STS-41 Discovery launched on October 6, 1990 from the Kennedy Space Center, Florida, and landed at Edwards Air Force Base, California, on October 10, 1990. During 66 orbits of the Earth, the five-man crew successfully deployed the Ulysses spacecraft, starting the interplanetary probe on its four-year journey, via Jupiter, to investigate the polar regions of the Sun; operated the Shuttle Solar Backscatter Ultraviolet instrument (SSBUV) to map atmospheric ozone levels; activated a controlled "fire in space" experiment (the Solid Surface Combustion Experiment, or SSCE); and conducted numerous other middeck experiments involving radiation measurements, polymer membrane production, and microgravity effects on plants.
STS-53 Discovery launched from the Kennedy Space Center, Florida, on December 2, 1992. The crew of five deployed the classified Department of Defense payload DOD-1 and then performed several Military-Man-in-Space and NASA experiments. After completing 115 orbits of the Earth in 175 hours, Discovery landed at Edwards Air Force Base, California, on December 9, 1992.
STS-65 Columbia launched from the Kennedy Space Center, Florida, on July 8, 1994, returning to Florida on July 23, 1994. The crew conducted the second International Microgravity Laboratory (IML-2) mission utilizing the long Spacelab module in the payload bay. The flight consisted of 82 experiments from 15 countries and six space agencies from around the world. During the record setting 15-day flight, the crew conducted experiments which focused on materials and life sciences research in a microgravity environment paving the way for future operations and cooperation aboard International Space Station. The mission was accomplished in 236 orbits of the Earth in 353 hours and 55 minutes.
STS-88 Endeavour (December 4–15, 1998) was the first International Space Station assembly mission. During the 12-day mission, Unity, the U.S. built node, was mated with Zarya, the Russian built Functional Cargo Block (FGB). Two crewmembers performed three space walks to connect umbilicals and attach tools/hardware in the assembly and outfitting of the station. Additionally, the crew performed the initial activation and first ingress of the International Space Station preparing it for future assembly missions and full-time occupation. The crew also performed IMAX Cargo Bay Camera (ICBC) operations, and deployed two satellites, Mighty Sat 1 built by the U.S. Air Force's Phillips Laboratory, and SAC-A, the first successful launch of an Argentine satellite. The mission was accomplished in 185 orbits of the Earth in 283 hours and 18 minutes.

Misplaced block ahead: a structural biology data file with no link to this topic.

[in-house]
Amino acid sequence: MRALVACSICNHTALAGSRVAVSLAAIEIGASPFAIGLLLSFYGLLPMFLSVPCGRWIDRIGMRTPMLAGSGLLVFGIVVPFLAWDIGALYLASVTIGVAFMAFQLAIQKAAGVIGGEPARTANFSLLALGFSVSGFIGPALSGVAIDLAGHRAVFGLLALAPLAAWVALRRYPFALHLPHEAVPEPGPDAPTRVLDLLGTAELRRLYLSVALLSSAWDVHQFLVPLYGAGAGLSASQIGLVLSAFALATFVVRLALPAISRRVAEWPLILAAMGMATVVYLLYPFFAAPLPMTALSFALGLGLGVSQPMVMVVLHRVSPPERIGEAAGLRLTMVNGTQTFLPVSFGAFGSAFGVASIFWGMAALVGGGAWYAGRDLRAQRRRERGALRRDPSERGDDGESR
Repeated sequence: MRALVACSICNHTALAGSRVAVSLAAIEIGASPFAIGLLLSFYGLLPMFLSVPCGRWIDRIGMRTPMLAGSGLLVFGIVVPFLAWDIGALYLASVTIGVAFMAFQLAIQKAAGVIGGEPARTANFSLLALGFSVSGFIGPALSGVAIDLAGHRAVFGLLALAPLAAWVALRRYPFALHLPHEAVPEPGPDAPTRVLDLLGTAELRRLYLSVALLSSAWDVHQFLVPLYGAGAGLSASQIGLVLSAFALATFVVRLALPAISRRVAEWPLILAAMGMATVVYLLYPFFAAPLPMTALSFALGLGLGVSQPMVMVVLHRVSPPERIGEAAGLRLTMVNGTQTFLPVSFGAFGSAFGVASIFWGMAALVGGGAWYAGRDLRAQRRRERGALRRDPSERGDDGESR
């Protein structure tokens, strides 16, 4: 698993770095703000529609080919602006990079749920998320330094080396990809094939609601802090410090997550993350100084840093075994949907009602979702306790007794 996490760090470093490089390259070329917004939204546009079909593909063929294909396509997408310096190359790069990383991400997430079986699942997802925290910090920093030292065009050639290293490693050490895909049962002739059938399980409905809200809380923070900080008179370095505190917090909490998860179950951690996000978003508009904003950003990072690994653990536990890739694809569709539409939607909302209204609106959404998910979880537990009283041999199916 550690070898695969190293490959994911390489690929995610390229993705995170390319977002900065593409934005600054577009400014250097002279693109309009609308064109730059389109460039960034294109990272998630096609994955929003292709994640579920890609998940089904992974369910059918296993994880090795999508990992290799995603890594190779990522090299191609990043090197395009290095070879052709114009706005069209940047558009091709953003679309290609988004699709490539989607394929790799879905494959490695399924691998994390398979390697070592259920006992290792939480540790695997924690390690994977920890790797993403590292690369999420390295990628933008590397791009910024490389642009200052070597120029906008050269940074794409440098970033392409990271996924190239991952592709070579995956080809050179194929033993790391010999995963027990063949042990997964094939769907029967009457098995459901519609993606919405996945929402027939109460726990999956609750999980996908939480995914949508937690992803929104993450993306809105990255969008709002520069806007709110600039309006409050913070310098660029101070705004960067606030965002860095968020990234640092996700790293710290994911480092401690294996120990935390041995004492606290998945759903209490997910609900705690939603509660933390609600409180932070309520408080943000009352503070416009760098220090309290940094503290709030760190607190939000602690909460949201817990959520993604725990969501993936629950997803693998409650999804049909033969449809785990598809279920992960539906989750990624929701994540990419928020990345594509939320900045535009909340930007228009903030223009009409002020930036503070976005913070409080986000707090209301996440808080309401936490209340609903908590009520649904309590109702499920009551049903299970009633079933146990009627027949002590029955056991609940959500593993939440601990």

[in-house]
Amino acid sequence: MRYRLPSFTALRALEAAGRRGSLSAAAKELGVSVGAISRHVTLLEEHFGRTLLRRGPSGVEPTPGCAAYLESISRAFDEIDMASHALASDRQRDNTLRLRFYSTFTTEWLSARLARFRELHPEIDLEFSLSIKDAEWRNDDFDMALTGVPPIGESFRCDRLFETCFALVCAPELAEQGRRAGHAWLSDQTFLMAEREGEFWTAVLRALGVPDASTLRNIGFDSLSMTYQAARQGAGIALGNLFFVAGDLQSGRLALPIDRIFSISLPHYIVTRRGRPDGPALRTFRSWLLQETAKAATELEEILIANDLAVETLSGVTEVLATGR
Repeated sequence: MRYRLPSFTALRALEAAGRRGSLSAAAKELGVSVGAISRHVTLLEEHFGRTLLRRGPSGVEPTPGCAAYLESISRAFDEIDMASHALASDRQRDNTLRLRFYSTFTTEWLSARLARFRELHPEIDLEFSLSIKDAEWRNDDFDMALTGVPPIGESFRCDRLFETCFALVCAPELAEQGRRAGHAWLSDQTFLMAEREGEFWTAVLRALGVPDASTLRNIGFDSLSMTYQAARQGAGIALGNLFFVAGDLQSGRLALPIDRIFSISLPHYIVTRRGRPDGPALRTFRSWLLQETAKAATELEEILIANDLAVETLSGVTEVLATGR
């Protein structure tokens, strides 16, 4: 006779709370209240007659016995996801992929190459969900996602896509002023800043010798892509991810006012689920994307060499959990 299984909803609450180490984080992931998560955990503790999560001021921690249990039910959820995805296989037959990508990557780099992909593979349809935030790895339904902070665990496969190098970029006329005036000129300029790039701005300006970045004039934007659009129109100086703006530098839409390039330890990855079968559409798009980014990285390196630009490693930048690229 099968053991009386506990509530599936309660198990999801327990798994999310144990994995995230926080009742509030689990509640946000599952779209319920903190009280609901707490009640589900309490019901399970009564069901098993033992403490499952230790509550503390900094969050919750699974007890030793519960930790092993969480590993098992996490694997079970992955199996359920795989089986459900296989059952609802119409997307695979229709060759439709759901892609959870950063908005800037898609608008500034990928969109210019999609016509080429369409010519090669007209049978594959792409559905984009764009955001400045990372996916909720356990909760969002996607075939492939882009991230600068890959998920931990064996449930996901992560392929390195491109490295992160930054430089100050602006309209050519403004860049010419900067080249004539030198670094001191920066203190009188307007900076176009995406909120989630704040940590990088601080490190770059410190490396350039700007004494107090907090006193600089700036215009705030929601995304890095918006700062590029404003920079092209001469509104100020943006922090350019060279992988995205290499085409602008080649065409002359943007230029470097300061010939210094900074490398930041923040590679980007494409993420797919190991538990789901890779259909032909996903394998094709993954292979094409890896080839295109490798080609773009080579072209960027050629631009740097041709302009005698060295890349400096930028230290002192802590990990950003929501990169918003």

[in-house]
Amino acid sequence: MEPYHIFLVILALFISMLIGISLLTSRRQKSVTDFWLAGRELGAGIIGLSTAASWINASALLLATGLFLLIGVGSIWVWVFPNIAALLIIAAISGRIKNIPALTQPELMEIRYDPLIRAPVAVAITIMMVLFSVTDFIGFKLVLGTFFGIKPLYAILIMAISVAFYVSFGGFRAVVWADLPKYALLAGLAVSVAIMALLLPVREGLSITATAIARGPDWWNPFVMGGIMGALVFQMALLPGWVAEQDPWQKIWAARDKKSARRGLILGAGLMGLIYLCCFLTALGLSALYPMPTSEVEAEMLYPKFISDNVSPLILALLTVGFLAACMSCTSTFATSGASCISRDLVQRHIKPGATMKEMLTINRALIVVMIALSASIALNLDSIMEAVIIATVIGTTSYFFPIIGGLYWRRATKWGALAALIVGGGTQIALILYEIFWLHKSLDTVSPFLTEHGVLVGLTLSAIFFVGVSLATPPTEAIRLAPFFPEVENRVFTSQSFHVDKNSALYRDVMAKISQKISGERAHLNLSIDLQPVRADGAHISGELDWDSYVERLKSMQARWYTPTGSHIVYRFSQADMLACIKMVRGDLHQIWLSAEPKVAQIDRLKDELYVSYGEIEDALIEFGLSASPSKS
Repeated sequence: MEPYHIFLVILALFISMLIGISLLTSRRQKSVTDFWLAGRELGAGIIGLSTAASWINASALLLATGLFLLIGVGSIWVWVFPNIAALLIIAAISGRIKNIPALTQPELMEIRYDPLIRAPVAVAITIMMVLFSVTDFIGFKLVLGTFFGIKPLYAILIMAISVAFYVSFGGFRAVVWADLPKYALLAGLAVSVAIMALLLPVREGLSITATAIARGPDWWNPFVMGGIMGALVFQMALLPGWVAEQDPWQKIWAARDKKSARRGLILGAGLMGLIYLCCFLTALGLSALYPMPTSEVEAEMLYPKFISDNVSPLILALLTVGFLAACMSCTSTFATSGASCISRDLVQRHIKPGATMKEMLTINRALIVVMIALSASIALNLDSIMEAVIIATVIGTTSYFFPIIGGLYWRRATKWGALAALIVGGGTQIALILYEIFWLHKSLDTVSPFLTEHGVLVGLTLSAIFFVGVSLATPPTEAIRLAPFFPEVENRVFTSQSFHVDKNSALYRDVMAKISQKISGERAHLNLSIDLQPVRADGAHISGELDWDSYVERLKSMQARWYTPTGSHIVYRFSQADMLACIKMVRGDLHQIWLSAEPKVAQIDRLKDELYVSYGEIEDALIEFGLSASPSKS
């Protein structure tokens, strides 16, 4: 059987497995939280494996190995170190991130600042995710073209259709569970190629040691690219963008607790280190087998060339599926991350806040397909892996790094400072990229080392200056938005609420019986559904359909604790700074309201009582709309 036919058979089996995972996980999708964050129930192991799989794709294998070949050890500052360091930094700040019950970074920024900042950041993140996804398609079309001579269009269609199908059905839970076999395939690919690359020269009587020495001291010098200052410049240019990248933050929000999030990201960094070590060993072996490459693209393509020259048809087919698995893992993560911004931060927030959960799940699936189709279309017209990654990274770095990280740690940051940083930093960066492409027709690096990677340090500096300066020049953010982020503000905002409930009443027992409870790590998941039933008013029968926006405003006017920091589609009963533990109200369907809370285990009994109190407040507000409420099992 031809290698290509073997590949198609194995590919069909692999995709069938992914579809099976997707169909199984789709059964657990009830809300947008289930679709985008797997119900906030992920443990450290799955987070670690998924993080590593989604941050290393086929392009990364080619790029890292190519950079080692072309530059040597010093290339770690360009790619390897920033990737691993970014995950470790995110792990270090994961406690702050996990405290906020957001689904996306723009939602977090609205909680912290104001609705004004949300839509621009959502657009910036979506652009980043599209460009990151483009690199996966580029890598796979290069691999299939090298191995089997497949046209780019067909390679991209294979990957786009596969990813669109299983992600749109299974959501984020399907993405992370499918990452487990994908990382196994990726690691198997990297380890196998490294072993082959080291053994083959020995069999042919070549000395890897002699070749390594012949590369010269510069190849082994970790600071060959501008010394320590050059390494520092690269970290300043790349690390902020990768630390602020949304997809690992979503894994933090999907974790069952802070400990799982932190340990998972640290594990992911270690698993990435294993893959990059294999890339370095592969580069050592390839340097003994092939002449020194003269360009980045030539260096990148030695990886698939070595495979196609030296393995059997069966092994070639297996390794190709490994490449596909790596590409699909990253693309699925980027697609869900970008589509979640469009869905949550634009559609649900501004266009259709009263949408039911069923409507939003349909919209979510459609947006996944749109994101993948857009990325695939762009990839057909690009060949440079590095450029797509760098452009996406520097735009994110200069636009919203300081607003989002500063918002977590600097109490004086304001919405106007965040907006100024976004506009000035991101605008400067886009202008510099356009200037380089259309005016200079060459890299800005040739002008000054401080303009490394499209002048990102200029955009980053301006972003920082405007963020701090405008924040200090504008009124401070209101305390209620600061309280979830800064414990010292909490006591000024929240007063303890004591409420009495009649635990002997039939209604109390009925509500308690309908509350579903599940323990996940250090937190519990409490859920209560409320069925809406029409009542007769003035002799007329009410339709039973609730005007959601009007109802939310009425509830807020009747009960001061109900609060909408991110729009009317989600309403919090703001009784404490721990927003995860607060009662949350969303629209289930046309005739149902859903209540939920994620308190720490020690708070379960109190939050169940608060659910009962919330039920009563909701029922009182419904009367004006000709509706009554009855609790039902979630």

Cabana has logged over 1,010 hours in space.
- Member of the Association of Space Explorers
- Associate Fellow in the Society of Experimental Test Pilots
Awards and honors
- Defense Superior Service Medal
- Distinguished Flying Cross
- Defense Meritorious Service Medal
- Meritorious Service Medal
- National Intelligence Medal of Achievement
- NASA Distinguished Service Medal
- two NASA Outstanding Leadership Medals
- two NASA Exceptional Service Medals
- four NASA Space Flight Medals
- Recipient of The Daughters of the American Revolution Award for the top Marine to complete naval flight training (1976)
- Distinguished Graduate, U.S. Naval Test Pilot School
- De la Vaulx Medal by the Fédération Aéronautique Internationale (1994)
- Astronaut Hall of Fame (May 2008).
- "Biographical Data". NASA. Retrieved 1 September 2015.
- "Cabana to Succeed Parsons as Kennedy Space Center Director" (Press release). NASA. 2008-09-30. Retrieved 2008-09-30.
- U.S. Astronaut Hall of Fame Inductee Biographies, retrieved 2008-03-25
- 2007 U.S. Astronaut Hall of Fame Induction, retrieved 2008-03-25
Robert L. Gibson
|Chief of the Astronaut Office